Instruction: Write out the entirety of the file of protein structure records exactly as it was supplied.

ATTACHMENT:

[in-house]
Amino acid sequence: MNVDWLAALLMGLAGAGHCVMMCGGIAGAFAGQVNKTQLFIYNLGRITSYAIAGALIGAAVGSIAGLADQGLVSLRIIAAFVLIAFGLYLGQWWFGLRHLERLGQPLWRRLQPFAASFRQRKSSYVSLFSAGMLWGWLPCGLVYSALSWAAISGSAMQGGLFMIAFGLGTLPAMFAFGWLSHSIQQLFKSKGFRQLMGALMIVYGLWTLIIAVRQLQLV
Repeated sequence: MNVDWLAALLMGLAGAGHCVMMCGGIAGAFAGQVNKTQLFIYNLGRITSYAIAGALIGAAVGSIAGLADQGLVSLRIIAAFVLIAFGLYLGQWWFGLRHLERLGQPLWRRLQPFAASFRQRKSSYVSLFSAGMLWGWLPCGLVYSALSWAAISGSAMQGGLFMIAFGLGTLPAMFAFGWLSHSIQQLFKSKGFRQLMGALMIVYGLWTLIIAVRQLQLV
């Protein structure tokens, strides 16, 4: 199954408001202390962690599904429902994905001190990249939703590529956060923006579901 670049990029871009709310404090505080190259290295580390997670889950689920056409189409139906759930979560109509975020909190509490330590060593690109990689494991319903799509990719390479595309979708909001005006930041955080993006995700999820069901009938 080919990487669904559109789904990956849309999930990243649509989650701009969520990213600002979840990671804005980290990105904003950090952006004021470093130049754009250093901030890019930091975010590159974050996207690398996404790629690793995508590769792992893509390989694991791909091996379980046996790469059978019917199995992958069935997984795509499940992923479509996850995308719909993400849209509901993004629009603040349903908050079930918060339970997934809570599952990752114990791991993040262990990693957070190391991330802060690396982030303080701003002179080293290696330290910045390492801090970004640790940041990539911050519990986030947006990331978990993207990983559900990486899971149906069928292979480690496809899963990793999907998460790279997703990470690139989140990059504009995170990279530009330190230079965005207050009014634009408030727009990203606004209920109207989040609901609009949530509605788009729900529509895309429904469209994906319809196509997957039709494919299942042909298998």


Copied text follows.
[in-house]
Amino acid sequence: MNVDWLAALLMGLAGAGHCVMMCGGIAGAFAGQVNKTQLFIYNLGRITSYAIAGALIGAAVGSIAGLADQGLVSLRIIAAFVLIAFGLYLGQWWFGLRHLERLGQPLWRRLQPFAASFRQRKSSYVSLFSAGMLWGWLPCGLVYSALSWAAISGSAMQGGLFMIAFGLGTLPAMFAFGWLSHSIQQLFKSKGFRQLMGALMIVYGLWTLIIAVRQLQLV
Repeated sequence: MNVDWLAALLMGLAGAGHCVMMCGGIAGAFAGQVNKTQLFIYNLGRITSYAIAGALIGAAVGSIAGLADQGLVSLRIIAAFVLIAFGLYLGQWWFGLRHLERLGQPLWRRLQPFAASFRQRKSSYVSLFSAGMLWGWLPCGLVYSALSWAAISGSAMQGGLFMIAFGLGTLPAMFAFGWLSHSIQQLFKSKGFRQLMGALMIVYGLWTLIIAVRQLQLV
């Protein structure tokens, strides 16, 4: 199954408001202390962690599904429902994905001190990249939703590529956060923006579901 670049990029871009709310404090505080190259290295580390997670889950689920056409189409139906759930979560109509975020909190509490330590060593690109990689494991319903799509990719390479595309979708909001005006930041955080993006995700999820069901009938 080919990487669904559109789904990956849309999930990243649509989650701009969520990213600002979840990671804005980290990105904003950090952006004021470093130049754009250093901030890019930091975010590159974050996207690398996404790629690793995508590769792992893509390989694991791909091996379980046996790469059978019917199995992958069935997984795509499940992923479509996850995308719909993400849209509901993004629009603040349903908050079930918060339970997934809570599952990752114990791991993040262990990693957070190391991330802060690396982030303080701003002179080293290696330290910045390492801090970004640790940041990539911050519990986030947006990331978990993207990983559900990486899971149906069928292979480690496809899963990793999907998460790279997703990470690139989140990059504009995170990279530009330190230079965005207050009014634009408030727009990203606004209920109207989040609901609009949530509605788009729900529509895309429904469209994906319809196509997957039709494919299942042909298998």